Archive of past events, news items, etc.

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Andy Walder talk

Andy Walder talk
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Andrew Walder Talk

Andrew Walder, Stanford University, will present a talk on Rebellion and Repression in China, 1966-1971
When Jan 21, 2014
from 12:00 PM to 01:00 PM
Where SSH 2203
Contact Name
Contact Phone 530-752-3046
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Andy Walder talk

In the first five years after the onset of the Chinese Cultural Revolution, one of the largest political upheavals of the 20th

century paralyzed a powerfully centralized party state, leading to a harsh regime of military control. Despite a wave of

post-Mao revelations in the 1980s, knowledge about the nationwide

impact of this insurgency and its suppression remains

selective and impressionistic, based primarily on scattered

local accounts. A dataset drawn from historical narratives

published in 2,213 county and city annals (99 percent of

all local jurisdictions), permits us to map the temporal and

geographic spread of a mass insurgency, its evolution through

time, and the repression through which militarized state structures

were rebuilt. Statistical models designed to compensate

for sample selection bias yield estimates for deaths and political

casualties from various causes. The vast majority of casualties

were due to organized repression by authorities, not the

actions of insurgents in the course of rebellion. Despite the

large aggregate death toll, on a per capita basis the Cultural Revolution was considerably less intense than other wellknown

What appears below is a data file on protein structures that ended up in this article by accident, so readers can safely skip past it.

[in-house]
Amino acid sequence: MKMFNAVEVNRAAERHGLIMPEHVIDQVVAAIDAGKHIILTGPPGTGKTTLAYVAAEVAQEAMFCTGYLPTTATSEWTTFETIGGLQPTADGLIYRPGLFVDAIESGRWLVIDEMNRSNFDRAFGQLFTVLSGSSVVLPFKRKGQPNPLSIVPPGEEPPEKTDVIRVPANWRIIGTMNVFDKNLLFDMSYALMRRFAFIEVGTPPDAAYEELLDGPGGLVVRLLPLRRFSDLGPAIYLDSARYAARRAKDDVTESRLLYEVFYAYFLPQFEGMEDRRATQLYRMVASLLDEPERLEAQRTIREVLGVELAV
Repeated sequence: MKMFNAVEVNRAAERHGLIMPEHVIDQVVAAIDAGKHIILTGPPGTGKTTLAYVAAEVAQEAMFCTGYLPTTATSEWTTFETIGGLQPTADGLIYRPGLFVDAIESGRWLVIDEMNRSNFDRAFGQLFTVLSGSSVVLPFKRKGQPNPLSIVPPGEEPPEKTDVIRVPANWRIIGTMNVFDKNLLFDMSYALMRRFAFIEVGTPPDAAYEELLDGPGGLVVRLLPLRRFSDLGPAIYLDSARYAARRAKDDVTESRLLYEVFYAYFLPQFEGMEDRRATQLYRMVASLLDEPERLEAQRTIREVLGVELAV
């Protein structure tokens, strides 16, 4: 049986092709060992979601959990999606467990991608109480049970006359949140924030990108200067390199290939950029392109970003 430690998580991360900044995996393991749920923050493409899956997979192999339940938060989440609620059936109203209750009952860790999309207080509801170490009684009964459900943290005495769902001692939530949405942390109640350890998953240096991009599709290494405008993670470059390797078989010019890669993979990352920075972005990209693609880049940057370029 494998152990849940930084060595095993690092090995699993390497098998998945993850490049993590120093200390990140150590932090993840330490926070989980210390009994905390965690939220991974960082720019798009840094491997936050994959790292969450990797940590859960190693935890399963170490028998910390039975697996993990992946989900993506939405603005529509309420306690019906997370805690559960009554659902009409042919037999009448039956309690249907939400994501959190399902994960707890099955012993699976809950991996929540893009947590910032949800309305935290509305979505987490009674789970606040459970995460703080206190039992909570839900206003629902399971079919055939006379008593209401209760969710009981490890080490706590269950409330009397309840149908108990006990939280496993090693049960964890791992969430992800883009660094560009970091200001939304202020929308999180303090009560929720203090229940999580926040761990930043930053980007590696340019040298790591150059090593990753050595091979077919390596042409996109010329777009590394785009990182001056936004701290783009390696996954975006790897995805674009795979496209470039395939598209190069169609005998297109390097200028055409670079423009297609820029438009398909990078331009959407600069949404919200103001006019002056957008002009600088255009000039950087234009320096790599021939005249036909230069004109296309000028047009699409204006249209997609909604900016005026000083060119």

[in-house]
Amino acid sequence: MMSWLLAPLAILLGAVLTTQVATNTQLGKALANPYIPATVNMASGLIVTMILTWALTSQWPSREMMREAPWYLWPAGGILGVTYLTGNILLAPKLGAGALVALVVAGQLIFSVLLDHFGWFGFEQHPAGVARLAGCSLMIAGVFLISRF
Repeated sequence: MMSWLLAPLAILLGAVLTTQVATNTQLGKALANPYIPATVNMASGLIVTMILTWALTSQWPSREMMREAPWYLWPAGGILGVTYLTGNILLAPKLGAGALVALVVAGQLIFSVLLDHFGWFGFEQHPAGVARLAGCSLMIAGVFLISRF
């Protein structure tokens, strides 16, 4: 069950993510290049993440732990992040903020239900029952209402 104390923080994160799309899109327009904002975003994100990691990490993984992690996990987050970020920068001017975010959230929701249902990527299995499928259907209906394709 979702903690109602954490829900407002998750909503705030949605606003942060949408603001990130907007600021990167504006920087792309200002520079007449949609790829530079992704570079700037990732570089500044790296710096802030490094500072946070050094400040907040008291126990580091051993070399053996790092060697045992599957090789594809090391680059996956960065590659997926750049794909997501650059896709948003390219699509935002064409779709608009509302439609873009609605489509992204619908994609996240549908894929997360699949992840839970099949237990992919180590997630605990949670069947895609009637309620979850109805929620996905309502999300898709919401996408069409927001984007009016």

cases of politically-induced mortality.

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Frederik Schodt talk

Frederik L. Schodt, Award-winning Author, will present: Professor Risley and the Imperial Japanese Troupe
Frederik Schodt talk
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Frederik Schodt talk

Frederik Schodt, award-winning author, will present a talk on "Professor Risley and the Imperial Troupe: How an American acrobat introduced circus to Japan - and Japan to the West.
When Jan 23, 2014
from 05:00 PM to 05:00 PM
Where Cruess Hall 220
Contact Name
Contact Phone 530-752-3046
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Frederik Schodt talk

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The Art of Tea

When Nov 21, 2013 03:00 PM to
Nov 22, 2013 06:00 PM
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Contact Phone 530-752-3046
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THE ART OF TEA

 

 You are warmly invited to attend the following events on campus focusing on tea, the second most consumed beverage in the world. They include a tea tasting/demonstration (Nov. 21), a colloquium on Chinese tea and history of tea and tea utensils in East Asia (Nov. 22), and two exhibitions of tea-related materials across the UC Davis campus. All are free and open to the public.